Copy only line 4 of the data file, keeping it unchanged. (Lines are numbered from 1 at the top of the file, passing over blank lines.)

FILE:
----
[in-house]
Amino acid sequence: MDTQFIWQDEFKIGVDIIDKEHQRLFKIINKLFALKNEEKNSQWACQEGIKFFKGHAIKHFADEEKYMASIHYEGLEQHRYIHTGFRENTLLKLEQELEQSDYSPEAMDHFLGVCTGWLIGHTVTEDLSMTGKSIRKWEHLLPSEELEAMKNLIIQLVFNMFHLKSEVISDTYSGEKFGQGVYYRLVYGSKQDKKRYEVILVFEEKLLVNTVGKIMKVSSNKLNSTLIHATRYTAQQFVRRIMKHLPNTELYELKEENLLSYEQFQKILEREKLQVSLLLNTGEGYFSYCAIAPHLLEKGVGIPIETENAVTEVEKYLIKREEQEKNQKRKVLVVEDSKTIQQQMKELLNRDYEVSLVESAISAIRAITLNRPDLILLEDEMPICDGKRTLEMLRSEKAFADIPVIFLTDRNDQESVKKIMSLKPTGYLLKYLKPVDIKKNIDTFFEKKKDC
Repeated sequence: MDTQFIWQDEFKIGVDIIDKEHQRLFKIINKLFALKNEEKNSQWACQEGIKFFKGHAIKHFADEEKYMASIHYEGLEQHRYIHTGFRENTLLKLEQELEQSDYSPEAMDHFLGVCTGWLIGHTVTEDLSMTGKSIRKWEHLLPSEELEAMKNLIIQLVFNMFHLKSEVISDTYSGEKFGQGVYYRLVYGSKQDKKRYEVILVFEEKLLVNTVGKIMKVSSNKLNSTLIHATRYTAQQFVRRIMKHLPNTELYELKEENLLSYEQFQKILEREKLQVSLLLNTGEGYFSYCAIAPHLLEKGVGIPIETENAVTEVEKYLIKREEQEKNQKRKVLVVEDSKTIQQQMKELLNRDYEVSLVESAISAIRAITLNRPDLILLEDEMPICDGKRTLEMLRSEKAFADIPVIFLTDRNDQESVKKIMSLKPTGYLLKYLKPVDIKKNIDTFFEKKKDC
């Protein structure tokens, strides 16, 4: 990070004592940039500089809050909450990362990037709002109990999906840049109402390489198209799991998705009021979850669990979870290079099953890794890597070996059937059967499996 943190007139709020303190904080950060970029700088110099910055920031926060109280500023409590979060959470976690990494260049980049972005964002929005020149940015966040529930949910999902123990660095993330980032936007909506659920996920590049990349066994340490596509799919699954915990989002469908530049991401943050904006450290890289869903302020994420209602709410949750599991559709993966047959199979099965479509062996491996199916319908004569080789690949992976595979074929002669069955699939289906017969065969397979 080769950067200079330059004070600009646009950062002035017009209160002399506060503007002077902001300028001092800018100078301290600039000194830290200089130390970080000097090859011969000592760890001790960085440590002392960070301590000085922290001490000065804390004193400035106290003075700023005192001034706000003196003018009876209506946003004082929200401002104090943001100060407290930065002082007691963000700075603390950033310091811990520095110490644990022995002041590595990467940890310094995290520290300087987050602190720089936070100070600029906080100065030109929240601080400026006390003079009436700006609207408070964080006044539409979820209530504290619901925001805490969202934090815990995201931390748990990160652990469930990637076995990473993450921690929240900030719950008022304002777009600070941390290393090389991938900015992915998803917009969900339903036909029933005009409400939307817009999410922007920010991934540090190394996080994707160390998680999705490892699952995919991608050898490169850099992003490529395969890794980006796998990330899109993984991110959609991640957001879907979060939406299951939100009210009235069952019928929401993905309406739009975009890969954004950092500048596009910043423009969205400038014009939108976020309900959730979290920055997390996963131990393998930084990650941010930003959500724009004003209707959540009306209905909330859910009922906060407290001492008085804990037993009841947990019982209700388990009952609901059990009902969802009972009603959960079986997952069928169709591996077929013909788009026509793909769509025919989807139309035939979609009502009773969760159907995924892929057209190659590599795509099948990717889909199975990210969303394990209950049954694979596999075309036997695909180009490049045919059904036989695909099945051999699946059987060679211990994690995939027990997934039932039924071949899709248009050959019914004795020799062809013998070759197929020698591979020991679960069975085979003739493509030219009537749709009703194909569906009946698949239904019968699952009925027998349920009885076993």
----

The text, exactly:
């Protein structure tokens, strides 16, 4: 990070004592940039500089809050909450990362990037709002109990999906840049109402390489198209799991998705009021979850669990979870290079099953890794890597070996059937059967499996 943190007139709020303190904080950060970029700088110099910055920031926060109280500023409590979060959470976690990494260049980049972005964002929005020149940015966040529930949910999902123990660095993330980032936007909506659920996920590049990349066994340490596509799919699954915990989002469908530049991401943050904006450290890289869903302020994420209602709410949750599991559709993966047959199979099965479509062996491996199916319908004569080789690949992976595979074929002669069955699939289906017969065969397979 080769950067200079330059004070600009646009950062002035017009209160002399506060503007002077902001300028001092800018100078301290600039000194830290200089130390970080000097090859011969000592760890001790960085440590002392960070301590000085922290001490000065804390004193400035106290003075700023005192001034706000003196003018009876209506946003004082929200401002104090943001100060407290930065002082007691963000700075603390950033310091811990520095110490644990022995002041590595990467940890310094995290520290300087987050602190720089936070100070600029906080100065030109929240601080400026006390003079009436700006609207408070964080006044539409979820209530504290619901925001805490969202934090815990995201931390748990990160652990469930990637076995990473993450921690929240900030719950008022304002777009600070941390290393090389991938900015992915998803917009969900339903036909029933005009409400939307817009999410922007920010991934540090190394996080994707160390998680999705490892699952995919991608050898490169850099992003490529395969890794980006796998990330899109993984991110959609991640957001879907979060939406299951939100009210009235069952019928929401993905309406739009975009890969954004950092500048596009910043423009969205400038014009939108976020309900959730979290920055997390996963131990393998930084990650941010930003959500724009004003209707959540009306209905909330859910009922906060407290001492008085804990037993009841947990019982209700388990009952609901059990009902969802009972009603959960079986997952069928169709591996077929013909788009026509793909769509025919989807139309035939979609009502009773969760159907995924892929057209190659590599795509099948990717889909199975990210969303394990209950049954694979596999075309036997695909180009490049045919059904036989695909099945051999699946059987060679211990994690995939027990997934039932039924071949899709248009050959019914004795020799062809013998070759197929020698591979020991679960069975085979003739493509030219009537749709009703194909569906009946698949239904019968699952009925027998349920009885076993």